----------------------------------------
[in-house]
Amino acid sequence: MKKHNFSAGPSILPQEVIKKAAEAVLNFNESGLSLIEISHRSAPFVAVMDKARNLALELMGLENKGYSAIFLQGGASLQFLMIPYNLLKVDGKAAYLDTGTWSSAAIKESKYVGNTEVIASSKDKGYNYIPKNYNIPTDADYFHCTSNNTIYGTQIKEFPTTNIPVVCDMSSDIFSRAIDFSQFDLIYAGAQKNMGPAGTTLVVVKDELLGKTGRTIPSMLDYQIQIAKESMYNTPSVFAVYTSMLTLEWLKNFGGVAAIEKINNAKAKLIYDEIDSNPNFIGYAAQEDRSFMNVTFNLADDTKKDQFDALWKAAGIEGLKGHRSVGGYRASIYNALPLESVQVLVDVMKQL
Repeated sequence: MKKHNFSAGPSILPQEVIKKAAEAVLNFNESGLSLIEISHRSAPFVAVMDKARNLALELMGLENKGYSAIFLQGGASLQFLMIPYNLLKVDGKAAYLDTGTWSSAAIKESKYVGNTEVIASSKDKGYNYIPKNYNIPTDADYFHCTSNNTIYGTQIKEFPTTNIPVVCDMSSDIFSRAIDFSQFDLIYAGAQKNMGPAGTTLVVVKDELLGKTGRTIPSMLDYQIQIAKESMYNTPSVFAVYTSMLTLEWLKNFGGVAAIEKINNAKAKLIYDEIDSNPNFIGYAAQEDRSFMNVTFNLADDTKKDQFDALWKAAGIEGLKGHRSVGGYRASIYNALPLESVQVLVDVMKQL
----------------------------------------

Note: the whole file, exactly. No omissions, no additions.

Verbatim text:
[in-house]
Amino acid sequence: MKKHNFSAGPSILPQEVIKKAAEAVLNFNESGLSLIEISHRSAPFVAVMDKARNLALELMGLENKGYSAIFLQGGASLQFLMIPYNLLKVDGKAAYLDTGTWSSAAIKESKYVGNTEVIASSKDKGYNYIPKNYNIPTDADYFHCTSNNTIYGTQIKEFPTTNIPVVCDMSSDIFSRAIDFSQFDLIYAGAQKNMGPAGTTLVVVKDELLGKTGRTIPSMLDYQIQIAKESMYNTPSVFAVYTSMLTLEWLKNFGGVAAIEKINNAKAKLIYDEIDSNPNFIGYAAQEDRSFMNVTFNLADDTKKDQFDALWKAAGIEGLKGHRSVGGYRASIYNALPLESVQVLVDVMKQL
Repeated sequence: MKKHNFSAGPSILPQEVIKKAAEAVLNFNESGLSLIEISHRSAPFVAVMDKARNLALELMGLENKGYSAIFLQGGASLQFLMIPYNLLKVDGKAAYLDTGTWSSAAIKESKYVGNTEVIASSKDKGYNYIPKNYNIPTDADYFHCTSNNTIYGTQIKEFPTTNIPVVCDMSSDIFSRAIDFSQFDLIYAGAQKNMGPAGTTLVVVKDELLGKTGRTIPSMLDYQIQIAKESMYNTPSVFAVYTSMLTLEWLKNFGGVAAIEKINNAKAKLIYDEIDSNPNFIGYAAQEDRSFMNVTFNLADDTKKDQFDALWKAAGIEGLKGHRSVGGYRASIYNALPLESVQVLVDVMKQL